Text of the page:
John Eastman, the newest chair of NOM, the National Organization For Marriage, told NPR that same-sex marriage will “forever sever love from diapers.” We’re pretty sure he wasn’t thinking about U.S. Senator David Vitter at the time, but the comment itself should just how removed from reality the radical right has become.
Eastman, a Tea Party supporting law professor whose commentary continually drops jaws nationwide, (earlier this month Eastman called U.S. Supreme Court Chief Justice John Roberts’ two adopted children “second best,”) also told NPR that marriage equality “would dramatically transform the way we think about marriage.” Eastman is also a failed political candidate, having run for California’s office of attorney general, and last year claimed that the Supreme Court took on the Prop 8 case to overturn “a trial presided over by a homosexual judge involved in a long-term same-sex relationship” and wildly claimed the decision was “a strong signal that the justices are concerned with the rogue rulings that have come out of San Francisco.”
Here’s the excerpt from NPR’s embarrassingly shallow examination of same-sex marriage and the Supreme Court, published yesterday:
Procreation is necessary for the species, and marriage is the best way to ensure thriving families, says John C. Eastman, a Chapman University law professor and chairman of the National Organization for Marriage.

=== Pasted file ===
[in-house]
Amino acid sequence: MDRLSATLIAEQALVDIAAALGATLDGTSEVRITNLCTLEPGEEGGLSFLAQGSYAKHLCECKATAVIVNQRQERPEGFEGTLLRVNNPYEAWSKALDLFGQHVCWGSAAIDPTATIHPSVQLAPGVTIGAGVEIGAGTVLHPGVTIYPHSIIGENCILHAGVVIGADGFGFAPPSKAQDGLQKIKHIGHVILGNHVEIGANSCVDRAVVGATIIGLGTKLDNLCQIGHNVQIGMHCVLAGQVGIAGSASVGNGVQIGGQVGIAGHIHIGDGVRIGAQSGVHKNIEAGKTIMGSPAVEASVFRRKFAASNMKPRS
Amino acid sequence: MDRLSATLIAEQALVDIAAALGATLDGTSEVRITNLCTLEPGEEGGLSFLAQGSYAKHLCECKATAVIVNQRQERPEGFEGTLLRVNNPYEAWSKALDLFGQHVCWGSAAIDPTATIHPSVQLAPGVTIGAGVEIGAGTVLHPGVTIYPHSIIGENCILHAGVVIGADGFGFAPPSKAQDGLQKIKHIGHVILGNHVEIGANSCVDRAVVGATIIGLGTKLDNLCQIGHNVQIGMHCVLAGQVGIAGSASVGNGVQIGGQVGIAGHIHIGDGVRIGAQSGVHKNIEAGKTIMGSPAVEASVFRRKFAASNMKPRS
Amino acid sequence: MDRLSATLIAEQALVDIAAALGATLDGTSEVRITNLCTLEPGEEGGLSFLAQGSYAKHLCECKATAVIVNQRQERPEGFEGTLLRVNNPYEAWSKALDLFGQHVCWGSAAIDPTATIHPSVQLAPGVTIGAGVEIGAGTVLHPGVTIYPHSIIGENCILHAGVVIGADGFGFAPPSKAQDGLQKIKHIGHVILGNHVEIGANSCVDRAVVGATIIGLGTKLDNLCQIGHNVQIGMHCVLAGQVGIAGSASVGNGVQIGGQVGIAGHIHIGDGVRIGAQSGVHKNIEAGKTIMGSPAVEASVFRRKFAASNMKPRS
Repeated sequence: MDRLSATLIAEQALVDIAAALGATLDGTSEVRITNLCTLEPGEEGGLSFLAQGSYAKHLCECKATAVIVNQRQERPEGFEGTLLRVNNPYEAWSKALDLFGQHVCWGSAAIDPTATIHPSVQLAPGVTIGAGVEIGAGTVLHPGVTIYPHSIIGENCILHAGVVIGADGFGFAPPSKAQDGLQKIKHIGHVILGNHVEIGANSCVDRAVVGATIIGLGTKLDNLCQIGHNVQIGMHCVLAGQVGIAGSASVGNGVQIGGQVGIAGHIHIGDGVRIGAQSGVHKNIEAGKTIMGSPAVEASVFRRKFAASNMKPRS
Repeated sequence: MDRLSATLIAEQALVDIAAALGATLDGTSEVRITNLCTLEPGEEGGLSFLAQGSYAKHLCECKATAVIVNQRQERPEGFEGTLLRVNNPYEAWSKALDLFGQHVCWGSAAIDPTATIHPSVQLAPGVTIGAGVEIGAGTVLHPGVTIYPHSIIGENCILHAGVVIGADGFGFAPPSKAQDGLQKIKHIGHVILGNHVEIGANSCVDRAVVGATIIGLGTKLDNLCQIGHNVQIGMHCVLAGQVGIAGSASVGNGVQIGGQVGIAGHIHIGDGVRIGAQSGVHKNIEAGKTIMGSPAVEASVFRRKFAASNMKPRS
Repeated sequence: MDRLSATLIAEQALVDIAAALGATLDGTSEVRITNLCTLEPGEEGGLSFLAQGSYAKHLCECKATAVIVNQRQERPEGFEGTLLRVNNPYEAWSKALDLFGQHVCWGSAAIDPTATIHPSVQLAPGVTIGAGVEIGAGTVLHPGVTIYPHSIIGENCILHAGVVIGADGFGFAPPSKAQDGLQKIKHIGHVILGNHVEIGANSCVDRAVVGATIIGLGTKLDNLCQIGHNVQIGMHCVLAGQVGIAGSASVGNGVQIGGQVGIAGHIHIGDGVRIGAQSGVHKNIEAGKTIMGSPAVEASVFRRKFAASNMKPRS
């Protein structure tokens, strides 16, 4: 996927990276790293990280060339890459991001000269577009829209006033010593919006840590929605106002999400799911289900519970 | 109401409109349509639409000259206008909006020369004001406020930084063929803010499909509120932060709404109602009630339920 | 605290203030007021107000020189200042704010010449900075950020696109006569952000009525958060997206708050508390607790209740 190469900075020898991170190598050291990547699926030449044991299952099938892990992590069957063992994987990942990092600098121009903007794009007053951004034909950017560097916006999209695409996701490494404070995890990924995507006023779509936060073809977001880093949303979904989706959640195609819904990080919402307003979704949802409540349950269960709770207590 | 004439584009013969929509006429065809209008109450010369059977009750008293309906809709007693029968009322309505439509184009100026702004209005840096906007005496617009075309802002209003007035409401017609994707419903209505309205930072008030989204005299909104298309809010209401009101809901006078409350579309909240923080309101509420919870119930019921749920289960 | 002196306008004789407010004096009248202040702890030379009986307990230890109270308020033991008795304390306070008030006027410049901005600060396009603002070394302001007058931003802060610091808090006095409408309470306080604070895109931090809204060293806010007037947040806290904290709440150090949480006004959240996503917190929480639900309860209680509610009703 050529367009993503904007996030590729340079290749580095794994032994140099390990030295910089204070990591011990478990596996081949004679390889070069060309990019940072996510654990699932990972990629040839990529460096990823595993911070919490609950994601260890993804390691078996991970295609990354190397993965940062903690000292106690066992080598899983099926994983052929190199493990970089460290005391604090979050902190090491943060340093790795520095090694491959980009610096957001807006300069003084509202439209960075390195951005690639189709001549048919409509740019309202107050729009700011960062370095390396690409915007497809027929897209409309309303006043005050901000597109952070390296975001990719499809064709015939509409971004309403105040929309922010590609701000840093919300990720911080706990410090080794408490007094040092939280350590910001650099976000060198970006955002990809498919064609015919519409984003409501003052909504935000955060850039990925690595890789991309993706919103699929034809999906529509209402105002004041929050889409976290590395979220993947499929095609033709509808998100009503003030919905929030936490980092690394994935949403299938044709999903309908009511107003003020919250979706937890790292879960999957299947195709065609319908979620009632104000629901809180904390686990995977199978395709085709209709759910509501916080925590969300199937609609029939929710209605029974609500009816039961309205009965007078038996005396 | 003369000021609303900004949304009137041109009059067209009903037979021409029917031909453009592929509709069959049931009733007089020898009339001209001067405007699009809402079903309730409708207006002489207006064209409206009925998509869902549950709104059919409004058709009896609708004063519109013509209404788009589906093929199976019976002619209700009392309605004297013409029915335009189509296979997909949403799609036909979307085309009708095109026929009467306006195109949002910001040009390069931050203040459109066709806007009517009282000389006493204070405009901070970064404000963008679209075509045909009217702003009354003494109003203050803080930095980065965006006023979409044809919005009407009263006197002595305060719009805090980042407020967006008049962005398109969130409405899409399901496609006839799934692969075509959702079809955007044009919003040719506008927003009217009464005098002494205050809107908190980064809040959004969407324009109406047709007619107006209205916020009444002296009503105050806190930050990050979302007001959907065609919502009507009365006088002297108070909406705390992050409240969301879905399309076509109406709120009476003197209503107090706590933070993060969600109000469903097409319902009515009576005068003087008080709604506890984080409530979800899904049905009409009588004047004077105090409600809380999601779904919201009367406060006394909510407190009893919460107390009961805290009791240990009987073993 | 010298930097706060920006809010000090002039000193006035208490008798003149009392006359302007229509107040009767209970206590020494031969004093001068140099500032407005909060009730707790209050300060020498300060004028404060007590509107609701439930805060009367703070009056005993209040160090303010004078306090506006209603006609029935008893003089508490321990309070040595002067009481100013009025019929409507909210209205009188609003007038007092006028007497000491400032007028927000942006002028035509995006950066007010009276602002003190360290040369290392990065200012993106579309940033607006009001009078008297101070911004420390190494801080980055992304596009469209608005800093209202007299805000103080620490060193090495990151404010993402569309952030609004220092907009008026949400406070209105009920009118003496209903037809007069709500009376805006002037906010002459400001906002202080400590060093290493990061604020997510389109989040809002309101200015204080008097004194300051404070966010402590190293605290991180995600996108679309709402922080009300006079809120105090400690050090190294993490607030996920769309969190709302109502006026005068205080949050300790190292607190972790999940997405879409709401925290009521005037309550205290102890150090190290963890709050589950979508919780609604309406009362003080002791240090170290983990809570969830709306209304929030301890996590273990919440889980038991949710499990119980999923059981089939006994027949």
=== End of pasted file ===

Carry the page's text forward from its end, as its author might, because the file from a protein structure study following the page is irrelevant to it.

Allowing gays to marry, he says, would be “almost the nail in the coffin” in terms of a trend toward the “delegitimizing of marriage,” through no-fault divorce, out-of-wedlock births and other phenomena he says weaken marriage.
“This would dramatically transform the way we think about marriage,” Eastman says. “It would forever sever the connection of marriage to procreation — forever sever love from diapers.”
Redefining marriage because gays want to marry would accelerate the prevalent “cavalier attitude” about the institution, he says, and further the sense that it’s only meant to serve adult interests.
“We think there’s a reason why in every society — across cultures, across history, across time — that there’s a reason societies benefit from that unique relationship that’s uniquely capable of producing children,” Eastman says.
It’s almost unclear which is worse: NPR’s poor reporting — more on that here, and later, if I can bare to immerse myself in their journalistic malpractice — or Eastman’s ridiculous commentary.
By the way, for those unfamiliar with John C. Eastman and his perspective, a sampling:
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